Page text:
Therefore, to sum up, the elimination of TLR3 reduces the efficiency and yield of human iPSC generation, but if TLR3 is activated, it enhances human iPSC generation by cell permeant peptides. Also, TLR3 activation enables changes to the structure of DNA (epigenetic changes), and these changes promote an open chromatin state that makes iPSC generation much more efficient.

Stanford study finds Induced pluripotent stem cells match embryonic stem cells in modeling human disease


Investigators from Stanford University School of Medicine have shown that induced Pluripotent Stem cells (iPSCs), which are made from adult cells through genetic engineering techniques, are a possible alternative to human embryonic stem cells when it comes to modeling those defects caused by a particular genetic condition. The example used in this study was Marfan syndrome, and in this study, iPSCs modeled the disease as well as embryonic stem cells (ESCs). Thus, iPSCs could be used to examine the molecular aspects of Marfan on a personalized basis. Embryonic stem cells, on the other hand, can’t do this because their genetic contents are those of the donated embryo are not the same as the patient’s.

Marfan syndrome is an inherited connective-tissue disorder that occurs in one in 10,000 to one in 20,000 individuals. It results from a large number of defects in one gene called “fibrillarin.” People with Marfan syndrome tend to be very tall and thin, and also tend to suffer from osteopenia, or poor bone mineralization. Medical experts have speculated that Abraham Lincoln, for example, suffered from this disorder. Marfan can also profoundly affect the eyes and cardiovascular system.

This proof-of-principle study, with regards to the utility of iPSCs also has more universal significance; it advances the credibility of using iPSCs to model a broad range of human diseases. iPSCs, unlike ESCs, are easily obtained from virtually anyone and possess a genetic background identical to the patient from which they were derived. Moreover, they carry none of the ethical controversy associated with the necessity of destroying embryos.

“Our in vitro findings strongly point to the underlying mechanisms that may explain the clinical manifestations of Marfan syndrome,” said Michael Longaker, MD, professor of surgery and senior author of the study, which will be published online Dec. 12 in Proceedings of the National Academy of Sciences. Longaker is the Dean P. and Louise Mitchell Professor in the School of Medicine and co-director of the school’s Institute for Stem Cell Biology and Regenerative Medicine. The study’s first author is Natalina Quarto, PhD, a senior research scientist in Longaker’s laboratory.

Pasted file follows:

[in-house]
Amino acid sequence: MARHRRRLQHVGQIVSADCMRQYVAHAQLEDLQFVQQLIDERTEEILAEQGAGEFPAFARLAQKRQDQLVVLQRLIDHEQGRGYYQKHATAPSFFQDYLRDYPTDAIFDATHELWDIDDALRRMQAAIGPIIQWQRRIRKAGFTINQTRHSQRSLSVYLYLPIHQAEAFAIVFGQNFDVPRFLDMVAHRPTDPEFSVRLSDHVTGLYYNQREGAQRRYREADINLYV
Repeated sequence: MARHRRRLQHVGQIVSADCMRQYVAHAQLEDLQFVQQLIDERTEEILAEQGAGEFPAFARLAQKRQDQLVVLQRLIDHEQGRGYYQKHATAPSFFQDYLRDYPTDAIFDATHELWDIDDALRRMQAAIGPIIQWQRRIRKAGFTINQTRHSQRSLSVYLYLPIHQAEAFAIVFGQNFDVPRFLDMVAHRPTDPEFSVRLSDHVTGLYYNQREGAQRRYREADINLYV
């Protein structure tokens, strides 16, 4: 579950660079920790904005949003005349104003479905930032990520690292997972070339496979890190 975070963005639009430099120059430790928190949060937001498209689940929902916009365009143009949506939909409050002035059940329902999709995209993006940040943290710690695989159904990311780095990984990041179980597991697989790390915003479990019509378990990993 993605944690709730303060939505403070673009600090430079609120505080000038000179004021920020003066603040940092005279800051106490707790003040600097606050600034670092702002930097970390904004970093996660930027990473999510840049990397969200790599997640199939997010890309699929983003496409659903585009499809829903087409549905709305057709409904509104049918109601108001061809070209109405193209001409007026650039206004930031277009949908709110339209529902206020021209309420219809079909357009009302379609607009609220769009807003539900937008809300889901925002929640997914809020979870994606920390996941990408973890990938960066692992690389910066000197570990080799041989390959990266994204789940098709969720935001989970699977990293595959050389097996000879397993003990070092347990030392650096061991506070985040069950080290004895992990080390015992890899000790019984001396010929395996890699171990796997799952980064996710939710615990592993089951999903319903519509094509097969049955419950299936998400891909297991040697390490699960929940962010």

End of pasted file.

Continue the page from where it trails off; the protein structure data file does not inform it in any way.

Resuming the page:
In this study, both iPSCs and ESCs, and embryonic stem cells that carried a mutation that causes Marfan syndrome showed impaired ability to form bone, and all too readily formed cartilage. These aberrations mirror the most prominent clinical manifestation of the disease.

iPSCs were discovered in 2006, and are derived from fully differentiated tissues such as the skin. However, they harbor the same capacity as embryonic stem cells; namely to differentiate into all the tissues of the body, and replicate for indefinite periods in a cell culture dish. Because iPSCs offer an ethically uncomplicated alternative to ESCs, IPSCs have fueled the hope that they can replace ESCs in scientists’ efforts to analyze, in a dish, those cellular defects ultimately responsible for diseases ranging from diabetes to Parkinson’s and even such complex conditions as cardiovascular disease and autism.

One hope for iPSCs is to be able to differentiate them in a dish into tissues of interest and then study these cells and their characteristics. This would help scientists better understand diseases in a patient-specific way, which would be impossible to do with ESCs unless ESCs were made from donated human eggs that were modified by cloning procedures. Cloning human embryos to the blastocyst stage has yet to occur, which makes this option technically impossible at the present time.

While scientists want to us iPSCs to develop therapeutic applications for regenerative medicine. This strategy, however, is technically more difficult, since scientists will have to develop the capacity first to repair genetic defects within cells before they can be used for regenerative medicine. iPSCs in theory might be a better bet because they are derived from patients’ own cells and, therefore, are less likely to provoke graft rejection than similar tissues produced using a donor embryo’s ESCs.

Unfortunately, several studies have reported subtle differences between iPSCs and ESCs, and these differences imply that the two cell types may not be equivalent. Stem cell experts have wondered whether these differences may render iPSCs inadequate substitutes for ESCs in modeling disease states, but this Stanford study suggests otherwise.